President pro tempore of the Senate: Patrick Leahy
Secretary of State : John Kerry
Secretary of the Treasury: Jacob Lew

Current Vice President
Joe Biden is the current Vice President.
Powers of the Vice-President
-Supports the President's Agenda
-Head of the Senate where he casts the deciding vote in case of a tie
-Be ready at a moment's notice to assume the Presidency if the President is unable to perform his duties
-The duties of the Vice President, outside of those enumerated in the Constitution, are at the discretion of the current President.
Benefits of Vice President
-Salary : 231,900 per year
-They are awarded pensions based on their service in the U. S. House of Representatives or Senate. Vice Presidents must serve at least two years to receive a pension.
-He receives funding to help him ease the transition back into civilian life after he leaves Office.
-Full time dedicated Medical Team
-Has access to an office, airplanes, a residence, and two staffs.

President's Cabinet
- The Cabinet's role is to advise the President on any subject he may require relating to the duties of each member's respective office.
-They work together to advise the President.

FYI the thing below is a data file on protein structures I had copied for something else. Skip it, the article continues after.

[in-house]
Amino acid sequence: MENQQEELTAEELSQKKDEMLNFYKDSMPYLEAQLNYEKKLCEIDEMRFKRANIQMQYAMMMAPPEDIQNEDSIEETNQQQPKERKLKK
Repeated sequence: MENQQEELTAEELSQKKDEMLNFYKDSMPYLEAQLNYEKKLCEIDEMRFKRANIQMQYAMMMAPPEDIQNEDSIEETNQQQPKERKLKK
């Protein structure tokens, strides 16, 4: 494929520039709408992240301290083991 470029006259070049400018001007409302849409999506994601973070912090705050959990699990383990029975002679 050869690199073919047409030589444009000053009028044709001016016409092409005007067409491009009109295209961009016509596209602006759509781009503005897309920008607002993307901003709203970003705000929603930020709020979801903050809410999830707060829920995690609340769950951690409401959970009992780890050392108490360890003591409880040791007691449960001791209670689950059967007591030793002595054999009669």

-The Cabinet includes the Vice President and the heads of 15 executive departments — the Secretaries of Agriculture, Commerce, Defense, Education, Energy, Health and Human Services, Homeland Security, Housing and Urban Development, Interior, Labor, State, Transportation, Treasury, and Veterans Affairs, as well as the Attorney General.

15 Executive Departments
Independent Agencies and Gov. Corporations
Central Intelligence Agency:
an independent agency of the United States government responsible for collecting and coordinating intelligence and counterintelligence activities abroad in the national interest; headed by the Director of Central Intelligence under the supervision of the President and National Security Council.
National Security Administration: